Home  5  Books  5  GBEzine  5  News  5  HelpDesk  5  Register  5  GreenBuilding.co.uk
Not signed in (Sign In)

Categories



Green Building Bible, Fourth Edition
Green Building Bible, fourth edition (both books)
These two books are the perfect starting place to help you get to grips with one of the most vitally important aspects of our society - our homes and living environment.

PLEASE NOTE: A download link for Volume 1 will be sent to you by email and Volume 2 will be sent to you by post as a book.

Buy individually or both books together. Delivery is free!


powered by Surfing Waves




Vanilla 1.0.3 is a product of Lussumo. More Information: Documentation, Community Support.

Welcome to new Forum Visitors
Join the forum now and benefit from discussions with thousands of other green building fans and discounts on Green Building Press publications: Apply now.




  1.  
    • CommentAuthortony
    • CommentTimeOct 19th 2021
     
    Insulation upgrades are needed and even then existing radiators might not work sufficiently well leading to further disappointments.

    I think the costing are further apart than 5k and the help level the playing field insulation upgrades should become mandatory on boiler replacement too.
    • CommentAuthorJonti
    • CommentTimeOct 19th 2021
     
    Just another big budget scheme done to make it look like the government is doing something but in the end very few will take it up and many of those who do will face poor advice and shoddy installation work. In the end it will be quietly dropped. Better the drive was towards better insulation.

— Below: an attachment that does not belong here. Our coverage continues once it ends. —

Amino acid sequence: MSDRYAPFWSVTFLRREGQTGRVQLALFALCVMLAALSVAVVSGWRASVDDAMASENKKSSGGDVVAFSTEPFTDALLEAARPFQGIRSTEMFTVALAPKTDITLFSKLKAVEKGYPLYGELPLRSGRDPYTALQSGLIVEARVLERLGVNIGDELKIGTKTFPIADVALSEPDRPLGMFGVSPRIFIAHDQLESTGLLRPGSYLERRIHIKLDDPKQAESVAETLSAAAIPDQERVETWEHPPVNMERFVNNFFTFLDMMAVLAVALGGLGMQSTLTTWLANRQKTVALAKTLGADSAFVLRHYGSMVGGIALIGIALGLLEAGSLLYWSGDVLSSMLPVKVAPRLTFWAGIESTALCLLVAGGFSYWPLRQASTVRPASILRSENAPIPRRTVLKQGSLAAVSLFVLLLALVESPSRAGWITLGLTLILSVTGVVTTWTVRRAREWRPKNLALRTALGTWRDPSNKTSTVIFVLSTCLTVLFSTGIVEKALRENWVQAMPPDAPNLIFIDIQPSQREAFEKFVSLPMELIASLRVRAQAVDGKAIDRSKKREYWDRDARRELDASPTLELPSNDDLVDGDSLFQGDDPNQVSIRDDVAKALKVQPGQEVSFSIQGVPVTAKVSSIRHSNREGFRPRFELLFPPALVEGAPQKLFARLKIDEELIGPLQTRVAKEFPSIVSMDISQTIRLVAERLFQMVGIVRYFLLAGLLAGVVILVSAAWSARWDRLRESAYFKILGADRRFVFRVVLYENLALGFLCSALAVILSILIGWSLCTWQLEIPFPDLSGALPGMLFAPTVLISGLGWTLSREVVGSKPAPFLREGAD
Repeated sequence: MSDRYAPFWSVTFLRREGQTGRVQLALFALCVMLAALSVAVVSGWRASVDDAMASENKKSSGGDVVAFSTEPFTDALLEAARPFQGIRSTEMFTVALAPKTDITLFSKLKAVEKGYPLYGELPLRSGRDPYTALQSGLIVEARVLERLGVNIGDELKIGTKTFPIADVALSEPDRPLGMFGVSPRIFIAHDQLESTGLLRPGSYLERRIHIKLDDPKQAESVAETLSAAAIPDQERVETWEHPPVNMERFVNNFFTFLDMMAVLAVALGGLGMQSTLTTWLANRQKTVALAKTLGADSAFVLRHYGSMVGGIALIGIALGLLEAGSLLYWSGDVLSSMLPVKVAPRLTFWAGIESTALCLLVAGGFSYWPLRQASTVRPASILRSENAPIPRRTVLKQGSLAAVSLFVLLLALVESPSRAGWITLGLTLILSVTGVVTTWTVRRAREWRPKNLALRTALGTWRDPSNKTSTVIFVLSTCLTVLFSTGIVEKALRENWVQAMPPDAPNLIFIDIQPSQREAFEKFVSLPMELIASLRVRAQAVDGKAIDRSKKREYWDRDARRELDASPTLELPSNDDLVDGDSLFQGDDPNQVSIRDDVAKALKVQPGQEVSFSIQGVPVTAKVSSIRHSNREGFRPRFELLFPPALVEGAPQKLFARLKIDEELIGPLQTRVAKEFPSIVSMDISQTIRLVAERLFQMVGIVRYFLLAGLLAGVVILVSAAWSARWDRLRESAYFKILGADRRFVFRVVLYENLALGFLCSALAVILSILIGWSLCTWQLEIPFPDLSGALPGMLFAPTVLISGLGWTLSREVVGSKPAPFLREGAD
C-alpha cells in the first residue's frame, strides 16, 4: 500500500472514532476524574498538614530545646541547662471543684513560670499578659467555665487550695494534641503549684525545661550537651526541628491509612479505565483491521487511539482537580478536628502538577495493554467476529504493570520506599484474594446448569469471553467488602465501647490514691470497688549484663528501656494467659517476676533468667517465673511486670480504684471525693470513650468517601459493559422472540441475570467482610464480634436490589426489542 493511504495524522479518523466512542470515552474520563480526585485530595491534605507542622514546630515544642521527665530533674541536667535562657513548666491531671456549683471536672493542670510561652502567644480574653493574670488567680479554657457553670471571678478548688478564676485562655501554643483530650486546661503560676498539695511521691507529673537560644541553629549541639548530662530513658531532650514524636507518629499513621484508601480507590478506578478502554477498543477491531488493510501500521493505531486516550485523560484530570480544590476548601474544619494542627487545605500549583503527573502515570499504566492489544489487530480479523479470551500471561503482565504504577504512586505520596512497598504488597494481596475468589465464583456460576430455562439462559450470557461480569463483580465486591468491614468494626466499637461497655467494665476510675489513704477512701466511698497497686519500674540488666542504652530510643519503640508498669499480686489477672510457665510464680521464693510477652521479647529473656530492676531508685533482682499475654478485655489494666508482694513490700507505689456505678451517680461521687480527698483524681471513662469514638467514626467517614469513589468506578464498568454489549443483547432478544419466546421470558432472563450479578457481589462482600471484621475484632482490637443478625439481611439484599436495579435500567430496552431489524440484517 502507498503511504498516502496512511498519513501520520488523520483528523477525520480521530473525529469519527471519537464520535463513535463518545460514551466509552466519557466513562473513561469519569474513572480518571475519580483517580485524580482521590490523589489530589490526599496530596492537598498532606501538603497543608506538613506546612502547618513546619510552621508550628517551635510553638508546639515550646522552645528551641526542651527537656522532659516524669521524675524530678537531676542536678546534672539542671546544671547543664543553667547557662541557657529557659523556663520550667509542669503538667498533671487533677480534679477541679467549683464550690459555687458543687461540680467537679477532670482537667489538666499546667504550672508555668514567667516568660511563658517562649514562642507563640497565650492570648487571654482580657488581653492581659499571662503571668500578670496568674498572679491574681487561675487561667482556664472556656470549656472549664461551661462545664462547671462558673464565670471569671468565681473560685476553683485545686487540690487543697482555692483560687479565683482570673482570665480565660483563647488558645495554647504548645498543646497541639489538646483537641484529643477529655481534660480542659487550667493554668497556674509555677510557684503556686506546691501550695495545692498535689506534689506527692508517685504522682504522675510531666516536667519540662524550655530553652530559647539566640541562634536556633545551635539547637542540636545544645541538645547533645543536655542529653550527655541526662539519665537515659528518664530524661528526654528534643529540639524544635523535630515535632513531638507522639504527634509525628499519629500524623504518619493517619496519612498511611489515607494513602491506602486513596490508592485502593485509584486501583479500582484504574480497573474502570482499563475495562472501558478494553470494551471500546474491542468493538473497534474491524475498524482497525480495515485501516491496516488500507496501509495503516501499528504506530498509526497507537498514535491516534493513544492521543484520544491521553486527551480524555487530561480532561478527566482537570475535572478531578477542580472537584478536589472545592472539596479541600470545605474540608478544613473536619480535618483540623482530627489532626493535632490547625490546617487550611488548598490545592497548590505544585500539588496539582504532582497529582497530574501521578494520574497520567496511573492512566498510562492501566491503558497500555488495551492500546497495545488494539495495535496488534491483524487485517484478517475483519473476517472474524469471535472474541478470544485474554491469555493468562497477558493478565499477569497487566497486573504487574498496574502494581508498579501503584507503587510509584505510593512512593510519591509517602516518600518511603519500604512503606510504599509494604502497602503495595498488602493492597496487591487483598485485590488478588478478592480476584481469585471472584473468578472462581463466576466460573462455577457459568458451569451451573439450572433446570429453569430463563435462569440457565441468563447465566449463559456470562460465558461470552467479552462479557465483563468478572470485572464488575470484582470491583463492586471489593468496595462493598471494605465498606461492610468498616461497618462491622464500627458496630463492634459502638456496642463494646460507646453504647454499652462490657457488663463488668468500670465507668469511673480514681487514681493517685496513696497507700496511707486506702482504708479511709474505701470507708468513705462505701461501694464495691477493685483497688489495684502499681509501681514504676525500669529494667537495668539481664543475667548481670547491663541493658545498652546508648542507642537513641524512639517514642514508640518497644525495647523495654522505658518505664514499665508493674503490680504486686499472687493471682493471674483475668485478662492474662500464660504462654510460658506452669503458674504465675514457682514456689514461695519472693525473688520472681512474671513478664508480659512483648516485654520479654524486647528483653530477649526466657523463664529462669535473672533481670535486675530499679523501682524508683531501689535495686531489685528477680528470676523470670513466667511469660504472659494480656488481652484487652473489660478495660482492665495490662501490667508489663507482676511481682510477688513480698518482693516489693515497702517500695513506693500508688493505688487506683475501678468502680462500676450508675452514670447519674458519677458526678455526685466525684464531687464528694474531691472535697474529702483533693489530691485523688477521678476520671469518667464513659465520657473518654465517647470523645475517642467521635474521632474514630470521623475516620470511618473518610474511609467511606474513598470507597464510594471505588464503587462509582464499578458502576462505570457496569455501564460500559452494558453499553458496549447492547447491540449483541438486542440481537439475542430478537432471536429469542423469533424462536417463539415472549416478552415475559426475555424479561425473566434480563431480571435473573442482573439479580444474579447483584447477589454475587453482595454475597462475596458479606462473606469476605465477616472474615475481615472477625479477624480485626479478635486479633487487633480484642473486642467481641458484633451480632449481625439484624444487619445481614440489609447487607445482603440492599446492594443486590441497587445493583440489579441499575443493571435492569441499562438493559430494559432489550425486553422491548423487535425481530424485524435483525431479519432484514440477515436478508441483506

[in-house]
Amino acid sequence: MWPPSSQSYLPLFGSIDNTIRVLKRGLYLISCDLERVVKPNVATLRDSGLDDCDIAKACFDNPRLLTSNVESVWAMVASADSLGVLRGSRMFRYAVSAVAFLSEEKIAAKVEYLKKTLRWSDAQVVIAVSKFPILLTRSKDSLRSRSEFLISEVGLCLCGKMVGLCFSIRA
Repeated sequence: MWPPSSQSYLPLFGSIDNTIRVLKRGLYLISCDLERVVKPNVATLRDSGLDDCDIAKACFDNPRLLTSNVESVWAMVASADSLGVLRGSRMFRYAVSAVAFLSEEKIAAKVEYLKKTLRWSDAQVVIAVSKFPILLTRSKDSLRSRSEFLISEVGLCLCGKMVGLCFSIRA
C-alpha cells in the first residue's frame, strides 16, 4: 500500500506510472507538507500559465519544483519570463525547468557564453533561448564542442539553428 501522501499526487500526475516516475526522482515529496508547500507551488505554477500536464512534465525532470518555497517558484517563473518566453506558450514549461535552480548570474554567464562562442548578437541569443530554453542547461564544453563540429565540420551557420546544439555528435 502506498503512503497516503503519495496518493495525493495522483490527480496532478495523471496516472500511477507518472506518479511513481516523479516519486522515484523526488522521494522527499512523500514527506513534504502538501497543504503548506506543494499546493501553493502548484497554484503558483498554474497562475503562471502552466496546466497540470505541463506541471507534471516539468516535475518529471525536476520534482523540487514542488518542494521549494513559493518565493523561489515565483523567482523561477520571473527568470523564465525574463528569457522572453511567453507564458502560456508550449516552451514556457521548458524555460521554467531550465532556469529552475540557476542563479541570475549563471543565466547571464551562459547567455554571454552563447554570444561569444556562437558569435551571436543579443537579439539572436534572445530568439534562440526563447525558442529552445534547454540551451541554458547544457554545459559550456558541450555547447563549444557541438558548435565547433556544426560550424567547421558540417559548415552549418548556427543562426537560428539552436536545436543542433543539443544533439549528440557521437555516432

• CommentAuthortony
    • CommentTimeOct 19th 2021
     
    +1
  2.  
    The EU has just announced a similar grant for heat pumps except that it is up to 25k and with the heat pump you have to install 5 kWp PV and battery storage as well and have windows and roof insulation to current standards (but windows and roof can be included in the grant).
    There is also a smaller grant for PV only.

    Is Brexit trying to keep up the EU or the EU trying to keep pace with Brexit. I don't believe each came up with the same idea independently and at the same time.

    And of course the usual amount of small print gotchas on the back page of the grant.
    • CommentAuthorrevor
    • CommentTimeOct 19th 2021
     
    Posted By: JontiBetter the drive was towards better insulation.

    Totally agree.